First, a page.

Authored by Michelle Carniaux and Michael E. Sander
It has been a little more than one year since the Patent Trial and Appeal Board (“PTAB”) issued their first final written decision in an inter partes review and accordingly. Since then, by our calculation, the PTAB has issued 91 Final Written Decisions in IPR proceedings.1
Accordingly, a look on the past year’s decisions may be in order.
In approximately one third of all final written decisions, at least one claim for which inter partes review was instituted survived. Conversely, in about two thirds of all IPRs, every claim for which IPR was instituted was eventually invalidated. These results are summarized in the table below.
In the past three months, only five IPRs resulted in a PTAB final written decision in which all claims survived. In four of these five IPRs, ZTE was the petitioner and ContentGuard Holdings, Inc. was the patent owner; the technology relating to digital rights management. See IPR2013-00133; -00137; -00138; -00139. The PTAB heard oral argument on all four in one consolidated hearing. IPR2013-00133, No. 53, (P.T.A.B. Feb. 26, 2014). In relatively technical decisions, the PTAB ultimately found that ZTE had not demonstrated by a preponderance of evidence that the claims under review were invalid. See, e.g., IPR2013-00133, 00138 (“ZTE has not persuaded us that the decryption key AK disclosed in EP ’139 constitutes a digital certificate”). In its decisions, the PTAB apparently adopted claim constructions with which the patent owner did not agree. See, e.g., IPR2013-00133, No. 61, at 15 Decision (P.T.A.B. Jul. 1, 2014) (“According to ContentGuard, our claim interpretation of “repository” is incorrect because it is too broad in one respect and too narrow in another.”). Thus, it is not clear which party will ultimately benefit more from the PTAB decision.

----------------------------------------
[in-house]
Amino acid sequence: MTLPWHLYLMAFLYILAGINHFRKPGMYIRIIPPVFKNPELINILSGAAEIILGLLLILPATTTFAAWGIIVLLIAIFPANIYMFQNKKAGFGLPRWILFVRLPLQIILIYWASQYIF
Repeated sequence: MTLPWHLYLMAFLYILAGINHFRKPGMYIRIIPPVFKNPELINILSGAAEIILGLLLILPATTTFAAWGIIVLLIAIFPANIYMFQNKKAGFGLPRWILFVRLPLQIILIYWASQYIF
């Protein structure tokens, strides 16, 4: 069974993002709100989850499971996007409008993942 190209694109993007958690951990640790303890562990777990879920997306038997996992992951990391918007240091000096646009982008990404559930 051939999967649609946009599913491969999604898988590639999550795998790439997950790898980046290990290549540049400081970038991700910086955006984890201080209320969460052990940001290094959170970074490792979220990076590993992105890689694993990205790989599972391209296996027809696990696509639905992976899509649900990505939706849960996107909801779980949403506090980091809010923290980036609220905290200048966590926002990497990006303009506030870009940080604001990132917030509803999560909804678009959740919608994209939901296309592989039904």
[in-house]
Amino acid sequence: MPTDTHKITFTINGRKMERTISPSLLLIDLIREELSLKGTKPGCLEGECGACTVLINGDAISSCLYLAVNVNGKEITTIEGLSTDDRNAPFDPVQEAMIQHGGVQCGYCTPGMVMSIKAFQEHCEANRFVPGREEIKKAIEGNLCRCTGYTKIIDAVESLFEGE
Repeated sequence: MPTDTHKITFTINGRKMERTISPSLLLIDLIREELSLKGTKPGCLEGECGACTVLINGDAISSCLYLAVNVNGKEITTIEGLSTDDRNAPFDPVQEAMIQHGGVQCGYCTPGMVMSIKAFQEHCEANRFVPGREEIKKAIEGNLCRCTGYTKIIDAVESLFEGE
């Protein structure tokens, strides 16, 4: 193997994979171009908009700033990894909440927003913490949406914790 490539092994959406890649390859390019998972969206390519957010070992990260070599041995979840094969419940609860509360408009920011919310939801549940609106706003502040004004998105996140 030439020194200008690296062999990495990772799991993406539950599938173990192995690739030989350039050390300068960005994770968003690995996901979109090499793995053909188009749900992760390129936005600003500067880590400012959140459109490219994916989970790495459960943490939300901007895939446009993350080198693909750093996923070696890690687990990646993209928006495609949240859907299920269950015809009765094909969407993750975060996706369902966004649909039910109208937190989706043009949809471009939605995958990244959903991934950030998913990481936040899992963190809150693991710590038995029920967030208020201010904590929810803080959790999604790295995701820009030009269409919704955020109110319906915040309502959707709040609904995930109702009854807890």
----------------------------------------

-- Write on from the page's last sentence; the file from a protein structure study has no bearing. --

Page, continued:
The one other inter partes review decision in the past three months where all of the instituted claims survived was similarly steeped in the technical merits of the case. See IPR2013-00106, No. 66 (P.T.A.B. Jun. 30, 2014) (“we are not persuaded … that a person of ordinary skill would have had reason to substitute Stoyle’s use of inert gas … in place of the air used in Gilliam’s temperature-regulated, spark arrestor-governed system to generate smoke in a closed smoke-producing chamber”). In its decision, the PTAB relied at least in part on unrebutted testimony of the Patent Owner’s expert, and appears to have discounted at least some of the Petitioner’s arguments as “not supported by declaration testimony.” Id. at 23. Thus, the PTAB has once again shown the importance of expert declarations.
Overall, the statistics show that being a patent owner in an instituted inter partes review will often lead to at least some claims being invalidated. However, they also show that the PTAB does allow some claims to survive if the patent owner is persuasive on a technical level.
1 For the purposes of this article, we consider a final written decision to be one where the PTAB made a patentability determination on the merits. Decisions where the PTAB granted a Patent Owner’s request for adverse judgment canceling all instituted claims were not included in the analysis.